A pre-settlement inspection provides the opportunity for buyers to inspect the property before settlement.
Now, due to recent government stimulus packages launched amid the COVID-19 pandemic, it is becoming even more apparent that Australian's are engaging in new home builds.
This means that all investors and owner-occupiers should be informed about the requirements and expectations of a pre-settlement inspection.
Incentives include the HomeBuilder scheme, which offers $25,000 to eligible individuals planning on building a new home. Read more about the HomeBuilder scheme and eligibility.
Another incentive is the First Home Owners Grant, offering an additional $10,000 for first home purchasers that are new property under $750,000. Read more about the First Home Owners Grant and eligibility.
Pre-Settlement Inspection Overview
Pre-settlement inspections are not compulsory, however, buyers usually want to use this opportunity to check that the property is in good condition - checking that all rubbish and waste have been removed from the site and that any special contract conditions have been met.
Overall this process reassured buyers, providing them with a sense of certainty as it ensures the property is in the best condition possible.
1. Pre-Settlement Building Inspection Report.
The best practice is to have a pre-settlement building inspection report conducted which outlines a builders defect list.
Roughly 2 weeks before the practical completion date of a new property, the builder will send you a 'notice of handover report', advising of the date and time of your handover.
In some cases, the builder will advise you that you are entitled to attend the inspection and/or engage an independent building inspector to oversee the handover inspection on your behalf.
Whether or not the builder does advise you of this you are within your rights under the contract to engage an independent qualified company to conduct this inspection. Most of the state regulators in Australia such as the QBCC and NSW Office of Fair Trading recommend that you do engage a building inspector to carry out this inspection.
2. Handover Inspection.
Once a third party building inspector is engaged to conduct your handover inspection, they will liaise with the builder to confirm the date and time of the inspection.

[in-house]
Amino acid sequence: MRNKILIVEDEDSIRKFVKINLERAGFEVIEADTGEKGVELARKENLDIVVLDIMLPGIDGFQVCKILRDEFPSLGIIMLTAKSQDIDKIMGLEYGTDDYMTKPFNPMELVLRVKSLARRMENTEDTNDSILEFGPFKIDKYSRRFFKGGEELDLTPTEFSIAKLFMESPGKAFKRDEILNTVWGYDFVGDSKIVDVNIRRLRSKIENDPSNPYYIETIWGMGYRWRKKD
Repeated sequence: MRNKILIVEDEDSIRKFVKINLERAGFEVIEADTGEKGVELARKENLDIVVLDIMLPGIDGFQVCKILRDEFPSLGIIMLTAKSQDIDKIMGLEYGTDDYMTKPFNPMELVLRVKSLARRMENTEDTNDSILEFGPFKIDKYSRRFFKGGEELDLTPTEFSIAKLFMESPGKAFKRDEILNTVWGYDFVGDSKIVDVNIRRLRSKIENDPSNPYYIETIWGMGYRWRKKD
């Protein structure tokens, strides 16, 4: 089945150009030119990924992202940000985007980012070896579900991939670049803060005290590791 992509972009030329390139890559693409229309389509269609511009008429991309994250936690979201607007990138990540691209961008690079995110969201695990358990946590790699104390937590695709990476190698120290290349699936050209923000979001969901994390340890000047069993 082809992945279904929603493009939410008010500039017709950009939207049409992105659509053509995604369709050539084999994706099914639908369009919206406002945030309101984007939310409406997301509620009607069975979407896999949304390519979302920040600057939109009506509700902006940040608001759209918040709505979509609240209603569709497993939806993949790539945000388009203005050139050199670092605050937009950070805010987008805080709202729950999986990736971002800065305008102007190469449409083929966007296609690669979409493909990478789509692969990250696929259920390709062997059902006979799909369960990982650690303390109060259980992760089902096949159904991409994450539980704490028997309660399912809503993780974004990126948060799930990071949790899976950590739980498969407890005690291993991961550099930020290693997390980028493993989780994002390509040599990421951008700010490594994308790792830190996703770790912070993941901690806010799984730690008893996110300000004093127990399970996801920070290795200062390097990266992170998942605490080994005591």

The inspector will meet with the building supervisor onsite to allow them to inspect the property and immediately provide the supervisor with a builder's defect list.
3. Report Submission.
A full report with photographic evidence will be sent to you within 24 hours. The reports are thorough, easy to understand, and will give you peace of mind as a buyer.
4. Rectifying Building Defects (if any).
Once the builder receives the defect list, they will organise the required trades to rectify the items noted in your report. Defects need to be rectified by the builder within 30 days of notice.
5. A Second Inspection.
A second inspection is highly recommended once the builder has deemed that all the defect items are completed.
The inspection is carried out to ensure that:
All items noted on the original report are complete
Defects completed to the Australian standards, manufacturers recommendations, and or good building practice
No new defects are noted
One of the most important aspects of building a new home is to make sure that the finished property meets the required industry standards and expectations.
It is your legal and contractual right to have an inspection carried out at practical completion and you can insist that the builder complete any items that are their responsibility to rectify within a timely manner.
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Jarryd Gauci – Property Investment Consultant
P: (02) 9939 3249
Disclaimer: When considering purchasing a property, it's always prudent to seek the advice of an appropriately qualified professional to determine which strategy is most appropriate for your individual circumstance.